An example

In the following example we assume that the reader already has experience with the creation of RCP applications and has had contact with Eclipse commands. We recommend the reader to import all plugins from the website, since we only present part of the code in this article. Our example is located in the plugin “de.vogella.rcp.css”. We have enriched the View with as many different UI elements as possible [Listing 1].

 

Please notice that there are no references to CSS styling in View.java. The next step is to register a theme using the extension point “org.eclipse.e4.ui.css.swt.theme” [Listing 2]. Here we define an ID of the theme and provide a link to our style sheet. We create the files “default.css” and “colorful.css”, each containing different styling instructions, and put them in the “css” folder.

Now we have to apply the style sheets. While this happens automatically in Eclipse 4.0, it has to be done manually in Eclipse 3.6. Fortunately the IThemeManager is available as a declarative service. This service should be called at some suitable point in the plugin lifecycle, for example in the initialize(…) method of the ApplicationWorkbenchAdvisor class. The method setTheme()applies the styling [Listing 3]. In the sample code we use a helper class “ThemeHelper”, which provides the static method getEngine().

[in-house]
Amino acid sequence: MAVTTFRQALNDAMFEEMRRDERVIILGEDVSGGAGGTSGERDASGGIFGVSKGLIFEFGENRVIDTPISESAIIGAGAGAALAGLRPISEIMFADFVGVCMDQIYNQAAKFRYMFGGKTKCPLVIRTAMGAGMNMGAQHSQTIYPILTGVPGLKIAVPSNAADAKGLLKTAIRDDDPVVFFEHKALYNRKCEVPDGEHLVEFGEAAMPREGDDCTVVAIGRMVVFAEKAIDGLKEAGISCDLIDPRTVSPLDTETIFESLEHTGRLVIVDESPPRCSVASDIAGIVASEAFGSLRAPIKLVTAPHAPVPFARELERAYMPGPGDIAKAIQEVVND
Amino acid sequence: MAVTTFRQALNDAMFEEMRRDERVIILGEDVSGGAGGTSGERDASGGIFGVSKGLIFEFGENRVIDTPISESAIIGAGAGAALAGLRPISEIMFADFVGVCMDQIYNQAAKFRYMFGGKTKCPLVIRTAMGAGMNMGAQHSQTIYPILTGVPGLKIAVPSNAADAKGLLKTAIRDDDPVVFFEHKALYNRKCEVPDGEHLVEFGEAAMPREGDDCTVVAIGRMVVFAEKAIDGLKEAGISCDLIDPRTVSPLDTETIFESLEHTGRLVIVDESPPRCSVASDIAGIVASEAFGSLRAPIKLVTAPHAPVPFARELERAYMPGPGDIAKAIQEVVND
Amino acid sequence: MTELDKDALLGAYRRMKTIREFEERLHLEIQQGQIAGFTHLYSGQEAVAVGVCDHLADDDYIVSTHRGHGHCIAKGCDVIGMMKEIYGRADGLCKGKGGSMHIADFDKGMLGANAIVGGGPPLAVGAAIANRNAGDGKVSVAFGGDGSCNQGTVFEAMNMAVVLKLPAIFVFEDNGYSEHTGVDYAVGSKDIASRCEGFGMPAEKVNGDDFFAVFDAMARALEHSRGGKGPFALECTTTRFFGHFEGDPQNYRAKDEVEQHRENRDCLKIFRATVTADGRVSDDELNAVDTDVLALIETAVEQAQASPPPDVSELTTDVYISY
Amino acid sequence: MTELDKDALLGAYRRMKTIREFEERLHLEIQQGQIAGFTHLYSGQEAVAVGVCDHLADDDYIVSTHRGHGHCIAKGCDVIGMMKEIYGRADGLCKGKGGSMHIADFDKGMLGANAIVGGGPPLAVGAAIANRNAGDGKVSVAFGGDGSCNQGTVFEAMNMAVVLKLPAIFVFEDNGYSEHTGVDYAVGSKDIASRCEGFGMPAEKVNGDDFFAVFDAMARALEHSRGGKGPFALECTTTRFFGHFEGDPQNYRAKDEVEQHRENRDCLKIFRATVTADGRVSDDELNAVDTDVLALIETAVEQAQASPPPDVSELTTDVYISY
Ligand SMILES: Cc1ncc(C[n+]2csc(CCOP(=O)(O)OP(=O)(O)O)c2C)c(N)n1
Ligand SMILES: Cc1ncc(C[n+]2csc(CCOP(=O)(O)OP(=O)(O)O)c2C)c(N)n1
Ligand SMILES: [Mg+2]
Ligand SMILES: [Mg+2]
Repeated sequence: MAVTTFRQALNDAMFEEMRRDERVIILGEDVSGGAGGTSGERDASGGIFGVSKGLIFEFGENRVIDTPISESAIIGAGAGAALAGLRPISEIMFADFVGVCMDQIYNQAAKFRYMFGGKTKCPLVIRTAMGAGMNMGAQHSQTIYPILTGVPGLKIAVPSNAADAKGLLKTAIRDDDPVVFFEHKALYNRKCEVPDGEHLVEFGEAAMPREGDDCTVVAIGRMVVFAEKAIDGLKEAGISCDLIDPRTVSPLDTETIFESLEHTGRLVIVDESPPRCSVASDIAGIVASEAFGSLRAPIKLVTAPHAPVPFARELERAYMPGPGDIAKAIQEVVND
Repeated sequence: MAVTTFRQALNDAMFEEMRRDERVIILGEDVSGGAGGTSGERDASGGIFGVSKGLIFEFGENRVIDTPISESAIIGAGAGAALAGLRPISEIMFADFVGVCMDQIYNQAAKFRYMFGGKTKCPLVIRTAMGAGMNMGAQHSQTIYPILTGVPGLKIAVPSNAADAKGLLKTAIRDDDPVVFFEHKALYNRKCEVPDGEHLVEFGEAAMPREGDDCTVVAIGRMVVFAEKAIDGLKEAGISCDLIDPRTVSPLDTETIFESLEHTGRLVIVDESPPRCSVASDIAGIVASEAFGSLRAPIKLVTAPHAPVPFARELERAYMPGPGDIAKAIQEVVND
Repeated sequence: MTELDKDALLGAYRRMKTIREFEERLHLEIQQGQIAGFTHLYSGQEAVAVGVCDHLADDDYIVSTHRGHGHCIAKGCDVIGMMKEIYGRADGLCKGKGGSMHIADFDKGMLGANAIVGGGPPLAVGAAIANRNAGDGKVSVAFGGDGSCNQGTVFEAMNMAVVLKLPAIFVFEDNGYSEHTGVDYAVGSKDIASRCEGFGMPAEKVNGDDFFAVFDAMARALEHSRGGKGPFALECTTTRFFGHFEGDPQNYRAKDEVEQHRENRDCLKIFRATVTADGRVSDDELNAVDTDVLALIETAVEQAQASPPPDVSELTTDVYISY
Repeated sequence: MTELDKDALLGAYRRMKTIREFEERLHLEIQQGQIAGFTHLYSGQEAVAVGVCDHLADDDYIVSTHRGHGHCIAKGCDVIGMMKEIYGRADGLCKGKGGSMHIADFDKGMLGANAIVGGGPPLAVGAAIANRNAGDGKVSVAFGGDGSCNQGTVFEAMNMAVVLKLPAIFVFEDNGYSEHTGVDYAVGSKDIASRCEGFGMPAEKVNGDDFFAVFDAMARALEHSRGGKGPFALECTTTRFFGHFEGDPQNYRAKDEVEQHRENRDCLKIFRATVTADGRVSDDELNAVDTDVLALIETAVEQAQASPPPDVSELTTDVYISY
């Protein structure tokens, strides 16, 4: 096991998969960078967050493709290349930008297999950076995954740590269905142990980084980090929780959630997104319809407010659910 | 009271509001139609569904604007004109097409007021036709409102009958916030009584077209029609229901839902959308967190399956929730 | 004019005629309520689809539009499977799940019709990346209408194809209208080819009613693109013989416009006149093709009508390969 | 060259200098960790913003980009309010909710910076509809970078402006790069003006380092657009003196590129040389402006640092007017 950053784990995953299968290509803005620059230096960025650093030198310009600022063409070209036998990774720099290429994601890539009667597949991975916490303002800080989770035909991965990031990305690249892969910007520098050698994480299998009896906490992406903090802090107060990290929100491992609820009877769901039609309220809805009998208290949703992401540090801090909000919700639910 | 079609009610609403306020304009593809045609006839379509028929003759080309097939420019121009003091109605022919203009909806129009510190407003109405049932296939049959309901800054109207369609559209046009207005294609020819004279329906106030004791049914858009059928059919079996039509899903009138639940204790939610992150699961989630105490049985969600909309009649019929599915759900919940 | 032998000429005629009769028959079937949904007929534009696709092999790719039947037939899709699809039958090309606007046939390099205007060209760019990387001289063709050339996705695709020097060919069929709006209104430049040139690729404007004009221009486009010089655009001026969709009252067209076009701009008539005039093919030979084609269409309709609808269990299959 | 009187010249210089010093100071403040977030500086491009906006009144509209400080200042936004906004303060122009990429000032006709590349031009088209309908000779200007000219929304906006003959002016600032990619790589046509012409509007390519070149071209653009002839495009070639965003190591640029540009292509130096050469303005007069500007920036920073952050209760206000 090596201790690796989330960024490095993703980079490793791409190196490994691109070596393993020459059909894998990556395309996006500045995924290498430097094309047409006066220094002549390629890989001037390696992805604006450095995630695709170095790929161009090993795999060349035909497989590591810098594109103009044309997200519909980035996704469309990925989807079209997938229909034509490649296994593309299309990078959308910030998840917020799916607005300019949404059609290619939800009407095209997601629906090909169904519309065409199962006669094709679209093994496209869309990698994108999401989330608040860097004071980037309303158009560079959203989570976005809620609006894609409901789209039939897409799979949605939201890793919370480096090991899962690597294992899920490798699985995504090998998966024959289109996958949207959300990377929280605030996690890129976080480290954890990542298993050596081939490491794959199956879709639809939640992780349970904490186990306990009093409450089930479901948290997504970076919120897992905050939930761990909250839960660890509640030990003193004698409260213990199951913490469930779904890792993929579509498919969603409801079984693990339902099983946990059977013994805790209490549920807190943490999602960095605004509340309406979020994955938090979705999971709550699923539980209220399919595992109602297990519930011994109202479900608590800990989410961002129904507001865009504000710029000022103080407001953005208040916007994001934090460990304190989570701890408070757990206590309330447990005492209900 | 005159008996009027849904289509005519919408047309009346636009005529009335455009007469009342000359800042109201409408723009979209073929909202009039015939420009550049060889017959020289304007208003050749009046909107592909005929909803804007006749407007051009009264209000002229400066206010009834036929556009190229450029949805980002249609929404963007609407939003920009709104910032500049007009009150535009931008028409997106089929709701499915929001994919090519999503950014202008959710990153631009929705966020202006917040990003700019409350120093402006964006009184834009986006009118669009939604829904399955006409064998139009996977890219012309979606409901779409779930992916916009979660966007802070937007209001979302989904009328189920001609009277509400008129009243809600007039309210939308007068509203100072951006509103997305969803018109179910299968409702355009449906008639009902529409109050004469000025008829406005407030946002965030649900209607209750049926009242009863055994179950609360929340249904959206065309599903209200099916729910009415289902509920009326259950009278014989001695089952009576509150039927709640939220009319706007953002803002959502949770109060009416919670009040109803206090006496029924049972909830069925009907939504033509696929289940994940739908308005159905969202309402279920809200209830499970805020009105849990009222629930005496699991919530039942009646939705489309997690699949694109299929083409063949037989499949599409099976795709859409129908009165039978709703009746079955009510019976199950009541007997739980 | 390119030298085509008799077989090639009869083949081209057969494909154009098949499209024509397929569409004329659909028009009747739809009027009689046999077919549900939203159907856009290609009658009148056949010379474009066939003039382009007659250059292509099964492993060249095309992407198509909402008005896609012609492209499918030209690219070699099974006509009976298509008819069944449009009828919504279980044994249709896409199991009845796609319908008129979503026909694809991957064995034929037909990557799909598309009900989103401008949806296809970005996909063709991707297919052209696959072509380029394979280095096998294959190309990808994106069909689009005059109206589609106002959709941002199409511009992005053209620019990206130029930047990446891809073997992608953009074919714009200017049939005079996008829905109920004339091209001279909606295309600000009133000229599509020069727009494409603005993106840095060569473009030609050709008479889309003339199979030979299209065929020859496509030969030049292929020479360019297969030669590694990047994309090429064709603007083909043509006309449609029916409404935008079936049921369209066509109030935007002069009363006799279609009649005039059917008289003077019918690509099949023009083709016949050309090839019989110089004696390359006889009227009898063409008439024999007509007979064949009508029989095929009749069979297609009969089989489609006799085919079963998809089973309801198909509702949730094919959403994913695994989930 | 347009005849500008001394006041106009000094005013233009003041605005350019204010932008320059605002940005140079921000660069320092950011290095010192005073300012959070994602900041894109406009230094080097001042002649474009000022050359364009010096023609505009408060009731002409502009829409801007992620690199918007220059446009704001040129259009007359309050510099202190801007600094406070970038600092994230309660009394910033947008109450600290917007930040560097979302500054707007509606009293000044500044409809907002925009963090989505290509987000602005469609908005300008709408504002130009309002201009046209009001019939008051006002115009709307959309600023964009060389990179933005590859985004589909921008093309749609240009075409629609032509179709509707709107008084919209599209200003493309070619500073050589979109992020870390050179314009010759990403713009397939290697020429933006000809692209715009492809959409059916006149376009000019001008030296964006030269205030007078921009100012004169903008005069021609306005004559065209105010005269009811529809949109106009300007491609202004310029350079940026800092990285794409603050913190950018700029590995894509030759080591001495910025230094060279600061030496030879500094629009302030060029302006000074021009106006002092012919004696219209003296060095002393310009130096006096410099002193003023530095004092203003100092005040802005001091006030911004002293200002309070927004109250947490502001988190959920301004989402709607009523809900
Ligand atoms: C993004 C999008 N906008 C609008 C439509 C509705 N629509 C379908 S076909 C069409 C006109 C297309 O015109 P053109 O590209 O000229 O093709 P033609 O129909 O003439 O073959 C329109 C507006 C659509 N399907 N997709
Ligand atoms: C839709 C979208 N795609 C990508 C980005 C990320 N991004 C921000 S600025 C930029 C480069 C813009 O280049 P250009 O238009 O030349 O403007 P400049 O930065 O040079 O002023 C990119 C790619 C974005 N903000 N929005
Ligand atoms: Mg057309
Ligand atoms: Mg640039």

Switching between themes

Using an Eclipse command, one can also change the theme during runtime. It is as simple as calling the IThemeEngine setTheme(…) method with the ID of the new theme, e.g., ThemeHelper.getEngine().setTheme(“de.vogella.rcp.css.themes.colorful”); The command “SwitchThemeHandler”, shown in Listing 4, switches between the two registered themes.

 

Figure 2 shows how our View looks after the theme “de.vogella.rcp.css.themes.colorful” has been applied. It is also possible to register new themes during runtime. The command “LoadThemeHandler” illustrates how to achieve this.

Figure 2: Our View styled using “colorful. css”

Problems

The styling of SWT widgets using CSS is relatively new and therefore still has some problems. For example it is not possible to remove the styling from a UI once it has been applied. Furthermore, not all UI components can be styled. For example, the color of the SWT widgets Button and DateTime cannot be set and menus cannot be styled at all.

Our example also illustrates through the usage of “SwitchThemeHandler” that after applying a gradient background color to a SWT Composite, the background color of the Composite can no longer be changed.

Conclusion

The look and feel of Eclipse RCP applications can be improved, and this is already possible in the Helios release. In the future we expect new styling innovations to find their way into the SWT API, thus making the appearance of Eclipse applications even more flexible. There are still some problems with the styling implementation, but given the speed with which the Eclipse e4 project is being developed this can be expected to change soon. Nice new (out)look for Eclipse RCP.

Author
LarsVogel
Lars Vogel is a product manager at SAP AG and is in his spare time active in the Eclipse community. He publishes tutorials in the area of Java, Eclipse, Android, and web programming at his website http://www.vogella.de.